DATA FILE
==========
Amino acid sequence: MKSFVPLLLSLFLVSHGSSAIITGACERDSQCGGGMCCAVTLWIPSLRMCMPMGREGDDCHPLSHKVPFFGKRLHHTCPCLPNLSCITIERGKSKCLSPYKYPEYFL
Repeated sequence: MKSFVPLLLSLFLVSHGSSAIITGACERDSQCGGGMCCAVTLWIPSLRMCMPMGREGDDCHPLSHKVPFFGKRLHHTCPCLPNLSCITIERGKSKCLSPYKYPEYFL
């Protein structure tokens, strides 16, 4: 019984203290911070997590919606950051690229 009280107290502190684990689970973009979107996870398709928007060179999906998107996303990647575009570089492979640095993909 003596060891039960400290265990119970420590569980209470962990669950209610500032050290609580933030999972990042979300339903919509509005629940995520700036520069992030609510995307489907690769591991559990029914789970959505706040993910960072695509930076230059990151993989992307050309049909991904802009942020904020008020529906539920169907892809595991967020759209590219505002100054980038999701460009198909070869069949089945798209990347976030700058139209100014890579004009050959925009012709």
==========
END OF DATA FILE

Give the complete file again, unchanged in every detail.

Amino acid sequence: MKSFVPLLLSLFLVSHGSSAIITGACERDSQCGGGMCCAVTLWIPSLRMCMPMGREGDDCHPLSHKVPFFGKRLHHTCPCLPNLSCITIERGKSKCLSPYKYPEYFL
Repeated sequence: MKSFVPLLLSLFLVSHGSSAIITGACERDSQCGGGMCCAVTLWIPSLRMCMPMGREGDDCHPLSHKVPFFGKRLHHTCPCLPNLSCITIERGKSKCLSPYKYPEYFL
């Protein structure tokens, strides 16, 4: 019984203290911070997590919606950051690229 009280107290502190684990689970973009979107996870398709928007060179999906998107996303990647575009570089492979640095993909 003596060891039960400290265990119970420590569980209470962990669950209610500032050290609580933030999972990042979300339903919509509005629940995520700036520069992030609510995307489907690769591991559990029914789970959505706040993910960072695509930076230059990151993989992307050309049909991904802009942020904020008020529906539920169907892809595991967020759209590219505002100054980038999701460009198909070869069949089945798209990347976030700058139209100014890579004009050959925009012709």